The “selfie,” says Pamela Rutledge, director of the Media Psychology Research Center at Fielding Graduate University, should not be over-interpreted. The clue that indicates the triviality of the phenomenon – in which people point their smartphone cameras at their own mugs and snap photos, usually to share with friends – is in the name itself. A selfie is not so much a case of narcissism, a cry to “Look at me!,” as it is a fleeting squeak of self-expression.
Here’s Rutledge, writing for the blog Psychology Today:
The ‘ie’ at the end makes selfie a diminutive, which generally implies some affection and familiarity. From one semantic perspective, a selfie is a ‘little’ self, an aspect of identity. Alternatively, the diminutive can refer to the photograph rather than the self, which is quite different. Where a little self is a small bit of the self; a little portrait speaks to the sense of immediacy, insignificance and impermanence of a single photo.
Selfies, Rutledge goes on to write, “communicate a transitory message at a single moment in time. We are more concerned with the context, the ‘what’s going on’ than the projection of identity.”
Instagram popularized the selfie. Since its launch on the iPhone in 2010, more than 23 million Instagram photos have carried the #selfie hashtag, according to the Guardian. But Instagram gives you filters, allowing you to dress up your photos in shades of unrealism, to project a picture of yourself that is more staged than frivolous. The same goes for Just.me’s just-released #selfie feature, which appears to be an effort by the Palo Alto-based startup to amp up the photo-sharing aspect of an app that can’t seem to decide if it’s about messaging or social sharing.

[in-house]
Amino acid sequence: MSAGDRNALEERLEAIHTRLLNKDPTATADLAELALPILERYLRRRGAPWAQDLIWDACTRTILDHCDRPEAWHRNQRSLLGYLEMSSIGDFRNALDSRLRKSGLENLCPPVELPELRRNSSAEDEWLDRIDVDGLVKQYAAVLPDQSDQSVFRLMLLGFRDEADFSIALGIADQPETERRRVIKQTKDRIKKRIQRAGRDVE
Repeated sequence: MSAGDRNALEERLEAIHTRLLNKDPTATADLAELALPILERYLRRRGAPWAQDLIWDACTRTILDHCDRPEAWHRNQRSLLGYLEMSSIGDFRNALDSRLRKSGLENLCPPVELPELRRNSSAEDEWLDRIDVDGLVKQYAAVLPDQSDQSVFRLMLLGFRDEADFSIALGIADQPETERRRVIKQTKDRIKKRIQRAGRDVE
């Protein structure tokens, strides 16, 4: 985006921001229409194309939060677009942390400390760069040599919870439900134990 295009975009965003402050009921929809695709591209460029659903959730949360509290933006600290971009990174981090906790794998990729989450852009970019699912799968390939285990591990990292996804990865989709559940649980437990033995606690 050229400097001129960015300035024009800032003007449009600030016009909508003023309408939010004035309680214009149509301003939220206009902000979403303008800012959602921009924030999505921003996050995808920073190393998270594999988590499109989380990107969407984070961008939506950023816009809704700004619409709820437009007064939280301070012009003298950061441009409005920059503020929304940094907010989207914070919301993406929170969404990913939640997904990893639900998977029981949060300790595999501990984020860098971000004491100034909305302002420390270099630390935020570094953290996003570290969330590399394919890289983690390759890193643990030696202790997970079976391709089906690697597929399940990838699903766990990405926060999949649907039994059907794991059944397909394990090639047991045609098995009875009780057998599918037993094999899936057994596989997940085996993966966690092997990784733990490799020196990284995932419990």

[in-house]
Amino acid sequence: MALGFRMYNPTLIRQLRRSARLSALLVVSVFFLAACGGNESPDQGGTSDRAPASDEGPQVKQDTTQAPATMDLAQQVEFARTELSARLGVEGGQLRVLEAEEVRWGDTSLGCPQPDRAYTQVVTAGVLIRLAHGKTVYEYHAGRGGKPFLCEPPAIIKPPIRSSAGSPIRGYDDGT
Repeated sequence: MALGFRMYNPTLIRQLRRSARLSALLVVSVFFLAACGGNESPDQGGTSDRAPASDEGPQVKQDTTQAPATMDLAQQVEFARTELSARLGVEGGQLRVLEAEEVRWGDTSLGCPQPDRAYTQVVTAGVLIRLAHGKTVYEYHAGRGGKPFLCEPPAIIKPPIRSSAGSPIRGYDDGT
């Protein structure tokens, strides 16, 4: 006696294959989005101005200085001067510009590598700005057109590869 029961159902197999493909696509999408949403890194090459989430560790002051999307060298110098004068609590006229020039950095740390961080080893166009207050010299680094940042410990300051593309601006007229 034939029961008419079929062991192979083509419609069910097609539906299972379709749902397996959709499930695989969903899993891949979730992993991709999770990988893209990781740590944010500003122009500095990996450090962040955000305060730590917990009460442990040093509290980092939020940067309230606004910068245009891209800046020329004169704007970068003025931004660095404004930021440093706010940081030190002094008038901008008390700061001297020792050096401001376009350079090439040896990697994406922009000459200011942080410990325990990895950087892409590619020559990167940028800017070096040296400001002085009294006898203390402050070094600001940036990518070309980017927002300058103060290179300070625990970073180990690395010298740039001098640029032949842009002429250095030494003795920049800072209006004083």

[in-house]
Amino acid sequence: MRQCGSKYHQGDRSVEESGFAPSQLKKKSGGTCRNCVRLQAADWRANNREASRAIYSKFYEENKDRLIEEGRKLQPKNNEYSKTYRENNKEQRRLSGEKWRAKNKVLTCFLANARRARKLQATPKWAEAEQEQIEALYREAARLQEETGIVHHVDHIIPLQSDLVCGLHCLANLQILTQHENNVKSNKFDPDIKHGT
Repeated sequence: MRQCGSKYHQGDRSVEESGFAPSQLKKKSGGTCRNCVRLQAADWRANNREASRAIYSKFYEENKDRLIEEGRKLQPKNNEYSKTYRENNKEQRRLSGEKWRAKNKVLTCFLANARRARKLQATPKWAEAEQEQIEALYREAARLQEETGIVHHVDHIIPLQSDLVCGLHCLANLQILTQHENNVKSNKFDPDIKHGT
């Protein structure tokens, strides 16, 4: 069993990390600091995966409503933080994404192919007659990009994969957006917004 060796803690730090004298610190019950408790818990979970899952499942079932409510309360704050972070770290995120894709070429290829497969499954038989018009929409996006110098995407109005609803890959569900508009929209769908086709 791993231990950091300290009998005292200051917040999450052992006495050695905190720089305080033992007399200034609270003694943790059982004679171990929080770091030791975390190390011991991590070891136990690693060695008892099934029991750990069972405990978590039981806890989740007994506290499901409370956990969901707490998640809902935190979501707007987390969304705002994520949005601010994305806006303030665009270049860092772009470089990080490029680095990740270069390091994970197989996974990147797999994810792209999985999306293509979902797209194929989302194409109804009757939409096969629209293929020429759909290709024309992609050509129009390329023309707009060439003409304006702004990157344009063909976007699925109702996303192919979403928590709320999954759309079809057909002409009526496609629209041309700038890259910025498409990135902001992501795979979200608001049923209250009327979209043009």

Rihanna, the Obama girls, and Hillary and Chelsea Clinton will all tell you that if you’re thinking hard about your selfie, then you’re doing it wrong. The selfie is not supposed to be a Van Gogh-ian portrait of careful construction, multiple perspectivism, and judiciously applied color gradients; it is supposed to be the opposite, an exercise in flippancy, a flash of the cam. A minimal viable portrait.
Such a form of anti-artistry deserves its own anti-app, something so quick and dirty that it can roll around in the same mudpit as the selfie and still come up smelling of… well, kind-of-clean mud.
This anti-app should let you set a time limit for how long you want your selfie to last. An hour? A day? A week?
It should let you “like” the selfies of friends and others, but it should not let you defile those works with words.
It should have a MS Paint-drawn smiley face as its logo.
And its website should have a page title that reads: “nah cat dog photos cameras photosharing people fun silly selfie selfy portraits app ios.”
Such an app exists. It has no business model. It has no venture backing. It won’t be as popular as Snapchat. It is a trifling testament to impermanence and insignificance.
It is, essentially, a piece of crap.
And it is called Selfie.
[Image via Heath Alseike]